I could have been a Contender
I reckon I could have made a good priest. I was certainly up for it. I was keen to help Africans by letting them into the ‘God’ secret. I think the Verona Fathers were quite keen to have me too. I had been top of my class in Primary School and got the Dux Prize (as they called it) for being the top boy in the top class in the school.
As I have said elsewhere, I didn’t realise that only about 1-in-20 boys made it through to the priesthood. I thought that once you had volunteered and been accepted that all you had to do was the training.
I think they thought of me as a ‘good catch’. I was keen on them too.
Keeping the Rules
But it was so difficult to keep the rules. They were so strict. And they judged you not on your sensitivity or how good your heart was or how good you were with people but on how well you kept the strict rules.
For instance, you were not allowed to whistle at all. That was completely banned. You were also not allowed to talk in the corridor or run in the corridor. Those in the Junior School were not allowed to talk to those in the senior school on most occasions and especially if you met them in the corridor.
You were not allowed to talk in Study. It seemed all designed to crush your spirit.
I’m sure that you are all working out here that these weren’t rules created for your own good or to help you towards God or to become people who were suitable priesthood material.
These were simply rules that adults created to suit themselves. They didn’t like noisy, unruly children who shouted and talked and whistled and they were in a position to prevent this – and they did.
Crushing the Spirit
It was all about control. I’m afraid they simply try to crush the spirits of those who, like Maria in the Sound of Music, had a bit of spirit in the first place. Wouldn’t Maria have made a good nun? I bet she would have. She wouldn’t have been dull. She would have attracted far more people to the Catholic Church than all those drudges who get through to become nuns.
At the Verona Fathers reunions I meet people who I think would have made great priests but too many of them couldn’t allow their spirits to be crushed to get where they wanted to be.
Those of you who are Catholic (and I would think it applies to other religions too) when you hear the dreary sermons from your local priests you should pause to reflect that the reason that you are bored out of your skull at most of the sermons is that these are the people who managed to survive the spirit crushing because they simply obeyed the rules without question. They are the ones who managed to survive the system.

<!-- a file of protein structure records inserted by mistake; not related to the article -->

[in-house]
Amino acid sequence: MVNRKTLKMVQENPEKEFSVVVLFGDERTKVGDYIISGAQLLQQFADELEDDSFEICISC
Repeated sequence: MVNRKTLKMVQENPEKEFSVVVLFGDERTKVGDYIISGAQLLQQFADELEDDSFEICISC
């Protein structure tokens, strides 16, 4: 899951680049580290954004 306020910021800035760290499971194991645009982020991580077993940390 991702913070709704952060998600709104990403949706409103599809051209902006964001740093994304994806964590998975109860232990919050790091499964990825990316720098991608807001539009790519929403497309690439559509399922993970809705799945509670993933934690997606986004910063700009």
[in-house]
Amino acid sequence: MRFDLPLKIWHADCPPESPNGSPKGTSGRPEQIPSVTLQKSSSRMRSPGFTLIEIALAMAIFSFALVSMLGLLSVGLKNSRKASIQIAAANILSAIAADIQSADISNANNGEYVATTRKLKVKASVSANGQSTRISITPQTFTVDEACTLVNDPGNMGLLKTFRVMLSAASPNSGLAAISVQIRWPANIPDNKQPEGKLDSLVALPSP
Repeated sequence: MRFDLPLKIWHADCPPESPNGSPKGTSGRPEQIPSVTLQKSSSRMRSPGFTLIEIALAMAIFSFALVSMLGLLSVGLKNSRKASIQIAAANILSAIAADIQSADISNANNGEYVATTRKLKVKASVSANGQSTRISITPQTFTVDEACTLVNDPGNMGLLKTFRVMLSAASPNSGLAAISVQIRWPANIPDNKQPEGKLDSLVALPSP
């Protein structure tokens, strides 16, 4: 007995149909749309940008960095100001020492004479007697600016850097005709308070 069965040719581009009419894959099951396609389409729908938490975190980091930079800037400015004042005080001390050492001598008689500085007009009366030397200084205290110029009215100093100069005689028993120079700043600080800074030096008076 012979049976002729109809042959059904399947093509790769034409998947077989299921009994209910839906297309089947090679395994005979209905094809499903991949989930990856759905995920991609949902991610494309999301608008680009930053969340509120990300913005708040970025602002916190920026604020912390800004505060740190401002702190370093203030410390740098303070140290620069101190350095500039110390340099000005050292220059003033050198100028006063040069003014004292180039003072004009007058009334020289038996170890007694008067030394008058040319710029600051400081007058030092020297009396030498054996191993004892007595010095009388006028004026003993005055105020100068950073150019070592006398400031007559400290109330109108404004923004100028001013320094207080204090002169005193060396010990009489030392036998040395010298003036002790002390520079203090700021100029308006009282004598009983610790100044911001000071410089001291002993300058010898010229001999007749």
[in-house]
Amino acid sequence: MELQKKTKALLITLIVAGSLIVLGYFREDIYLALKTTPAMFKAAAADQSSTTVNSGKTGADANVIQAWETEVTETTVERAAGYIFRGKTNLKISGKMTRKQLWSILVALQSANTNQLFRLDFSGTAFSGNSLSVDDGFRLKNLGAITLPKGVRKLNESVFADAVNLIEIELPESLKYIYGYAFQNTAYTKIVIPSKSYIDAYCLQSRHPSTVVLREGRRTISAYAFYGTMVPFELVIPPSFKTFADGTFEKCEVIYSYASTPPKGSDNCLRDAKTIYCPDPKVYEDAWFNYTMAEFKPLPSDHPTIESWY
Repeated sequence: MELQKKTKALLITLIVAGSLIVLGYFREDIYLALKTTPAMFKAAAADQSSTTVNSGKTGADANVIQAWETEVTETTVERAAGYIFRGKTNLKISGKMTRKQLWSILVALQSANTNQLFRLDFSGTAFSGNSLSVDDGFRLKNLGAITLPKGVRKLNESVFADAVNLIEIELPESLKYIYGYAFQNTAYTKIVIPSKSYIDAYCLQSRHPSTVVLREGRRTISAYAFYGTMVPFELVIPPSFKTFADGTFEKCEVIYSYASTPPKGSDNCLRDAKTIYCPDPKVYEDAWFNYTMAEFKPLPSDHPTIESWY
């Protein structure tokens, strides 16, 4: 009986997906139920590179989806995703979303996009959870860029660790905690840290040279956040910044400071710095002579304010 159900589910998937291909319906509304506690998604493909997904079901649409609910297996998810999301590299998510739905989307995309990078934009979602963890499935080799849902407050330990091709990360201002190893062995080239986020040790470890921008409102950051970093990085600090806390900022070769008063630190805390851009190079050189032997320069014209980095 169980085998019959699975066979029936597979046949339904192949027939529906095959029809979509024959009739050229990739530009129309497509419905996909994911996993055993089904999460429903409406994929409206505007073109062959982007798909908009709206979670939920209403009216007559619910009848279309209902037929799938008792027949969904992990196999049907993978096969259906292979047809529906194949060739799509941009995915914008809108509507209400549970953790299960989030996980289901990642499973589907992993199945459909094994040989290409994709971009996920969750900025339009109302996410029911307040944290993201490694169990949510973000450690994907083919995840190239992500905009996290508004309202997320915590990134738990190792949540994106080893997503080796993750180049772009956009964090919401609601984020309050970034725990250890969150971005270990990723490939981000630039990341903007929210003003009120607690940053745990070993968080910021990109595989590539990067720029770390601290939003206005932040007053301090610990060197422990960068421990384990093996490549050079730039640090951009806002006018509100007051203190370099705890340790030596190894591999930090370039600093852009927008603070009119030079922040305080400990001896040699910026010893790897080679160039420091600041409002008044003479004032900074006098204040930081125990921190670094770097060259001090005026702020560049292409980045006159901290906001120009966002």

I’m sorry to sound so negative but these are the people who had little spirit in the first place.
Choosing Between Candidates
I remember reading once what Tom Peters, the workplace quality guru said. He asked some Human Resource people who they would pick between two candidates. The first had a First Class Honours degree and had come straight from University.
The second candidate had a 2:1 degree and had not come straight from University but had taken a Gap Year out and had gone to help people in Africa or South America.
Of course the Human Resources people all plumped for the first candidate who was better qualified and was not a bit of a maverick like the second candidate.
Tom Peters told them that they should grab the 2nd candidate every time. That person will come into your organisation and will try to be innovative. He will try new things. As he said, either they will make a difference to your organisation or they will go. You won’t have to sack them. They won’t cling on.
Again I am reminded of a company, who had a high turnover rate of staff, that got in an outside firm to construct a psychometric test so that they could find out which candidates were more likely to leave them and which ones were more likely to stay.
They adopted the programme but abandoned it after two years. The lesson they learned was that the people most likely to leave are the ones that you most want to keep at the company. The ones that are not likely to leave were the ones that you didn’t want in the first place. The first lot were reliable but stodgy. The second lot were innovative and would leave anyway if they were not successful.
I’m sure if Tom Peters, or somebody else, was brought in to do a consultant’s job to let them know why the Catholic Church (or other Churches) were losing ‘market share’, he might well say to them “See those guys that you think are great who never whistle in the corridor, who at the age of eleven always walk and don’t run, who never get into trouble with the teachers, and who always have their homework done on time?”
Dump the Lot
“Dump the lot of them. They won’t be able to relate to your ‘customers’. What you really want are some of the guys who ‘bend the rules’ a little, who at the age of eleven sometimes have to run, to whistle, to shout with excitement. They’ll understand your customers and your customers will relate to them.
“They’ll give exciting sermons and they’ll enthuse people about God and your religion. Instead of your churches being full of old people and sullen youngsters who have been forced to attend, you might just get yourself a vibrant religion which related to young people rather than just those who feel it is time to book their slot in Heaven”.
Of course they won’t and they can’t do that – and as a result they have lost ‘market share’ to the Evangelicals.
A Bad Boy
I really did want to become a priest at the time but I really couldn’t keep all those rules. I tried to keep them and I did keep them for 98% of the time. But I couldn’t keep it up for every second, of every minute, of every hour, of every day, of every week, of every month of the year.
I really tried – but I couldn’t.
So they told me I was a Bad Boy.